Head outdoors, individualize instruction, and use innovative ideas—three great features of an excellent physical education class. Covid-19 may now push us a little to even greater places. Try to focus less on what you cannot do in a pandemic environment and focus more on how you can enhance the educational experience for all students. As we attempt to balance education and infection control, this is certain to be a learning experience for us all. To help guide us, experts have gathered a living document on the PHE Canada website called “Covid-19 Pandemic: Return to School Canadian Physical and Health Education Guidelines.”
Where do we best do physical education? PHE Canada’s guidelines recommend: “Use outdoor spaces and parks as much as possible.” When that is not possible and a gym must be used, the guidelines stress it is important to maintain physical distancing (two meters or six feet apart) as much as possible and open the doors to maximize airflow. If you have a small indoor space to have students active in, then some students will need to be playing while others are on the side. Students on the side will need to be spread out:
- Consider putting tape or some spot identification on walls to spread students out.
- Students on the sides can be on teams that are playing and pass any balls that go to the sidelines.
- Develop a circuit of exercise stations, and when most of the non-playing students have completed their station, the students rotate or switch with players active in the playing area.
In terms of equipment, the PHE Canada guidelines suggest the following:
- Focus on activities that do not use equipment.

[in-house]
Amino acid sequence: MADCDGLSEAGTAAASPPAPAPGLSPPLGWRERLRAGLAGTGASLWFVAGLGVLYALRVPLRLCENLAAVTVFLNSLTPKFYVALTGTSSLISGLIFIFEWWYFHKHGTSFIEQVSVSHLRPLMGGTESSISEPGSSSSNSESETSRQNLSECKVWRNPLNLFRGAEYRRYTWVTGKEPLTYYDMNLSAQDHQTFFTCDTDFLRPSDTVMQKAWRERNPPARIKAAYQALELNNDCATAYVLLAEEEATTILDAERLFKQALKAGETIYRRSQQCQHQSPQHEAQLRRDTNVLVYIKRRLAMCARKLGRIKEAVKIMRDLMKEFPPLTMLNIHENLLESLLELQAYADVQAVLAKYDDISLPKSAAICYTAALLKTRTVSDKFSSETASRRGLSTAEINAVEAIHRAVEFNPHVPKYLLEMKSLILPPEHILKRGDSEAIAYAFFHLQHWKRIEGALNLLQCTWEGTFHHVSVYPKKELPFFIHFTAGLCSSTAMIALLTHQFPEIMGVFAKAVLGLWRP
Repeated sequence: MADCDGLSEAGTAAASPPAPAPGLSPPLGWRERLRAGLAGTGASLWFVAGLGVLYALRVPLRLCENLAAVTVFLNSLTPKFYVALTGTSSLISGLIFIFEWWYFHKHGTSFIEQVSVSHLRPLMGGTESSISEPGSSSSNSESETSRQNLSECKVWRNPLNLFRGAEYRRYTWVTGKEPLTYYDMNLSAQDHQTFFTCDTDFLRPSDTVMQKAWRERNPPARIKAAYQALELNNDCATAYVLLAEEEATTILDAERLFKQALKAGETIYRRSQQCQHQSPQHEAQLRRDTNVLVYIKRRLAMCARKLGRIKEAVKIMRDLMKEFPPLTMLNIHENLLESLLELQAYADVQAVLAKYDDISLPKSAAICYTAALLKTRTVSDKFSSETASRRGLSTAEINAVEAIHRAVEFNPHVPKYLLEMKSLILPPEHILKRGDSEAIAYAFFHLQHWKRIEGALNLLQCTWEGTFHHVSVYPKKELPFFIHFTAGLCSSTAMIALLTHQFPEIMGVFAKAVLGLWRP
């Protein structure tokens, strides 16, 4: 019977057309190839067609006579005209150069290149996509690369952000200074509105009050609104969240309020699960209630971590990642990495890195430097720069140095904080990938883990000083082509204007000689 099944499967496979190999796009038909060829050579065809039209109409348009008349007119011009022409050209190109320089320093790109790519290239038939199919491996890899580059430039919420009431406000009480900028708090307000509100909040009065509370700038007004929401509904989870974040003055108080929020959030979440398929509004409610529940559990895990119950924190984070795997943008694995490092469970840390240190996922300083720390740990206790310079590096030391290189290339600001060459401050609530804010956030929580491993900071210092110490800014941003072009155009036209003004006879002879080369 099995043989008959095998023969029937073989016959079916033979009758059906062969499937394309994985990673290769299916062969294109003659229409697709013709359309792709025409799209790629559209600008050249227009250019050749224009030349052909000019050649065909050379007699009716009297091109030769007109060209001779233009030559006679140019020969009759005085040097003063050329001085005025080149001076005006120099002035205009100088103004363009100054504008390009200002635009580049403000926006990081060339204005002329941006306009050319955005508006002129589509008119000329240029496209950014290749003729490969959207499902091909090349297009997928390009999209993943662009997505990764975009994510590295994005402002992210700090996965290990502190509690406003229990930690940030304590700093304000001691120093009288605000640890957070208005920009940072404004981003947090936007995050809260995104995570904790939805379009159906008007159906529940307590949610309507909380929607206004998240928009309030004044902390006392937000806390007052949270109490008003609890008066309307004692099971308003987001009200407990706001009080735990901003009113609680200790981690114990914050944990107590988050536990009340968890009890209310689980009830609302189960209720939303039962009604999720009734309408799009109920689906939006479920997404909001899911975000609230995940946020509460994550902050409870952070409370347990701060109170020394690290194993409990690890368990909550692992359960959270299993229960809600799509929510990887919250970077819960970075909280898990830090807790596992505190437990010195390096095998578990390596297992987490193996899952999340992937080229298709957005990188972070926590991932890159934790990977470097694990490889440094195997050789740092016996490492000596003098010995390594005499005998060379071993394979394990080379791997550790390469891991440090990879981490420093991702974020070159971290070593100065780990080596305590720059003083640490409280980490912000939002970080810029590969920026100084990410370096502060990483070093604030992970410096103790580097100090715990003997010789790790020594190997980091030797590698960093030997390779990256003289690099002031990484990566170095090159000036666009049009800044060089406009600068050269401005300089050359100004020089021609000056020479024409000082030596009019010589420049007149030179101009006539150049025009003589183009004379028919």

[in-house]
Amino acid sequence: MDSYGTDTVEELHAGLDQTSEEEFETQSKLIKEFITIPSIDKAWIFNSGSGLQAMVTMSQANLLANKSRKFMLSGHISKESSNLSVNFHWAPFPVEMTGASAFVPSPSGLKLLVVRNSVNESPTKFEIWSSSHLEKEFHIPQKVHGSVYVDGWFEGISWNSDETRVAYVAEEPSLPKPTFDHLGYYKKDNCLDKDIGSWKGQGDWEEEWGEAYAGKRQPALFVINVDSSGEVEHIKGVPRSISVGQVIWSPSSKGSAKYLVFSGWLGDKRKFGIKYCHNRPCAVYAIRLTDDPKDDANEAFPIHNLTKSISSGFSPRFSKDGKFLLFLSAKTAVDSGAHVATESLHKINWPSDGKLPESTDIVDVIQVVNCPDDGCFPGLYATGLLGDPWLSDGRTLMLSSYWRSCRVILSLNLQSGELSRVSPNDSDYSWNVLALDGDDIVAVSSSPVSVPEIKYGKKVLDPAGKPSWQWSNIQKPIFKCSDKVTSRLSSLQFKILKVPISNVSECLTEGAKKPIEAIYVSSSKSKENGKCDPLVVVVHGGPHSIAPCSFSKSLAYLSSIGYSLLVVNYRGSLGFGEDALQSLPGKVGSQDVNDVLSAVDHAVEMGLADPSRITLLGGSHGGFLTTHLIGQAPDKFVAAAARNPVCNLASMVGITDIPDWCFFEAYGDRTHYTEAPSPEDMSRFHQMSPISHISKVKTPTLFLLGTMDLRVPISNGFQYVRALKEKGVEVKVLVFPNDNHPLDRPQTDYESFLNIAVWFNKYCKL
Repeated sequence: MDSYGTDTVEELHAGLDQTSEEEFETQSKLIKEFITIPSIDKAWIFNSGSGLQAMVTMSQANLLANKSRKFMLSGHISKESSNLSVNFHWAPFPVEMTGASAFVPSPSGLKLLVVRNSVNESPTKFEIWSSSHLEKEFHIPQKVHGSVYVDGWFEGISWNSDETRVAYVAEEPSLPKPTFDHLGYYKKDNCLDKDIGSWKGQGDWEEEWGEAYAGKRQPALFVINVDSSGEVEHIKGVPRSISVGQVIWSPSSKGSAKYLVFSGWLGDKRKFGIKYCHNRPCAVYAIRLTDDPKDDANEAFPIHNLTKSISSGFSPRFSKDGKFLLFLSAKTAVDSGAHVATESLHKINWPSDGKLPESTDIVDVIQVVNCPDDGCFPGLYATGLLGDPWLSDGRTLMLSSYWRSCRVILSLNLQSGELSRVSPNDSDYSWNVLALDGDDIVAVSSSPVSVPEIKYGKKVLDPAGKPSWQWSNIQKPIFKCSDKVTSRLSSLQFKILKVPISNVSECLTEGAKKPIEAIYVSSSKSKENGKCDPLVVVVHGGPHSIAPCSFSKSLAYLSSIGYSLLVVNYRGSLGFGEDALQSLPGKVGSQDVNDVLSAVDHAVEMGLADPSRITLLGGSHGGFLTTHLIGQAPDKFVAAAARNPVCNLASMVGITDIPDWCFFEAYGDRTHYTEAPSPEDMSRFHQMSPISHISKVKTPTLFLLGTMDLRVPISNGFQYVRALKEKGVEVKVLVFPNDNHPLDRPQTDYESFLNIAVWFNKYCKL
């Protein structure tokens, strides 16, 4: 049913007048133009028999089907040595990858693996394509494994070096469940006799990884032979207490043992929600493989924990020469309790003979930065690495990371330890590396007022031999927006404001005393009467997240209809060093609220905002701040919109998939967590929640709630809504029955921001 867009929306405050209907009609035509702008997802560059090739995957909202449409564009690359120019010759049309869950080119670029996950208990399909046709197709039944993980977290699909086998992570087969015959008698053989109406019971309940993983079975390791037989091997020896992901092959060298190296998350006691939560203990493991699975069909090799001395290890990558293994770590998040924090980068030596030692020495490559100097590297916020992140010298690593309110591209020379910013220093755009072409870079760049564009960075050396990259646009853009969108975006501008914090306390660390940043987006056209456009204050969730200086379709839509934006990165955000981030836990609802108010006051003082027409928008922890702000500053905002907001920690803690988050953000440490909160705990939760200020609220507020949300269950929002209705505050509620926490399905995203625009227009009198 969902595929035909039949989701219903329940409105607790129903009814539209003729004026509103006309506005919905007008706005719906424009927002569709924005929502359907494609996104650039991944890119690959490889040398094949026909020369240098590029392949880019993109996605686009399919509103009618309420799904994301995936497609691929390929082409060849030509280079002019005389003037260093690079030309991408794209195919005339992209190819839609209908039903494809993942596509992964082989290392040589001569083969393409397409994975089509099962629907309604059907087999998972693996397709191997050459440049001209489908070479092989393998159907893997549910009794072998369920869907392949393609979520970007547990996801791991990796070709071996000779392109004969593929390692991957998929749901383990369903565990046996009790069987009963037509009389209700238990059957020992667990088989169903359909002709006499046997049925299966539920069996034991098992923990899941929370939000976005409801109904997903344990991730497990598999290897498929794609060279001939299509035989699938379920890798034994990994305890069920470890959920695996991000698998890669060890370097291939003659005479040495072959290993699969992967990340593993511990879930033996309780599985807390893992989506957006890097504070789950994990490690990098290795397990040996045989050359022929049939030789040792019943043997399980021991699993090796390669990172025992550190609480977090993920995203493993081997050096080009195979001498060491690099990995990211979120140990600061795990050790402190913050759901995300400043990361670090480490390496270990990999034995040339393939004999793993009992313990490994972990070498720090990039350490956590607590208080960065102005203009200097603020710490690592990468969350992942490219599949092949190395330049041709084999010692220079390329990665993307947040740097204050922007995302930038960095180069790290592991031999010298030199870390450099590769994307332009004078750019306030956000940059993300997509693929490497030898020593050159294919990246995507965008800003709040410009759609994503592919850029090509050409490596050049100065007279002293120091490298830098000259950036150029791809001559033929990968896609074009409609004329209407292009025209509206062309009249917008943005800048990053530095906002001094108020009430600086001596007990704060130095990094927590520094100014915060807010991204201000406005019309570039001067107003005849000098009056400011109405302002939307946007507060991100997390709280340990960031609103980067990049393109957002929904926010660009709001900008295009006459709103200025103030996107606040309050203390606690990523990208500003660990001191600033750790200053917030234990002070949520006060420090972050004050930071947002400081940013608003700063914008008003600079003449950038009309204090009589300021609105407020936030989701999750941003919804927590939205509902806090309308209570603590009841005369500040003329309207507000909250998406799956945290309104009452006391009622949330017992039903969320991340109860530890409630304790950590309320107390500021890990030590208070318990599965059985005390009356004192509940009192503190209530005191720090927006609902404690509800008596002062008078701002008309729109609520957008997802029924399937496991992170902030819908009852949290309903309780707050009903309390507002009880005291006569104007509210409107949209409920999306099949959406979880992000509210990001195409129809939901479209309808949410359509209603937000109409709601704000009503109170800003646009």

- If equipment must be used:
- Avoid sharing equipment by numbering and assigning each student their own supplies.
- Assemble individualized P.E. kits that can be assigned to students.
- Have students create their own P.E. kits to use at home or at school and set aside a budget for additional kits to be purchased.
- Make sure the equipment has been properly disinfected after each use and has not been touched after disinfection.
- Anticipate equipment hygiene compromises and keep extra equipment on hand so that instructional time is not lost to re-cleaning equipment.
I also encourage teachers to establish a disinfection routine that includes students in order to make that process happen more quickly and so students also learn to leave equipment in the right condition for the next set of users.
What are some examples of how we can do the above?
Note: This article also appears in the Spring 2021 edition of Runner, Health and Physical Education Council (a specialist council of the Alberta Teachers Association).
John Byl, PhD, is the Canadian Gopher Educational Consultant, was president of CIRA Ontario (2003–18), and is a retired professor of physical education at Redeemer University in Ancaster, Ontario (1986–2014). Dr. Byl has authored or coauthored over thirty books. He is the winner of several professional awards, including the Queen Elizabeth II Diamond Jubilee Medal for promoting physical activity across Canada, and he regularly leads workshops across Canada. He has a special interest in promoting fun, active participation for all children and developing and maintaining personal wellness. Find out more information from his website: www.canadago4sport.com